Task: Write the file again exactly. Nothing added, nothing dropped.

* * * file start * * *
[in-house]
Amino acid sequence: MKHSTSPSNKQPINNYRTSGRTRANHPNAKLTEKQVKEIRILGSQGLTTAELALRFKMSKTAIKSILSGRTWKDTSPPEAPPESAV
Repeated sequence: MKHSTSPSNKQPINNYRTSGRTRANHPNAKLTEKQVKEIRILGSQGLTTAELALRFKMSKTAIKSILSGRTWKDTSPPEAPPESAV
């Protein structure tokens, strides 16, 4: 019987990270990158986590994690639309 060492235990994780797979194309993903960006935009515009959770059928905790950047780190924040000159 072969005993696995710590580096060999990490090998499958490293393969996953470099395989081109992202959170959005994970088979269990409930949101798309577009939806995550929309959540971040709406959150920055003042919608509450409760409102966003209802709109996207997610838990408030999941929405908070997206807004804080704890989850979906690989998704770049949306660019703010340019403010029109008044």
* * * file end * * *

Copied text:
[in-house]
Amino acid sequence: MKHSTSPSNKQPINNYRTSGRTRANHPNAKLTEKQVKEIRILGSQGLTTAELALRFKMSKTAIKSILSGRTWKDTSPPEAPPESAV
Repeated sequence: MKHSTSPSNKQPINNYRTSGRTRANHPNAKLTEKQVKEIRILGSQGLTTAELALRFKMSKTAIKSILSGRTWKDTSPPEAPPESAV
């Protein structure tokens, strides 16, 4: 019987990270990158986590994690639309 060492235990994780797979194309993903960006935009515009959770059928905790950047780190924040000159 072969005993696995710590580096060999990490090998499958490293393969996953470099395989081109992202959170959005994970088979269990409930949101798309577009939806995550929309959540971040709406959150920055003042919608509450409760409102966003209802709109996207997610838990408030999941929405908070997206807004804080704890989850979906690989998704770049949306660019703010340019403010029109008044």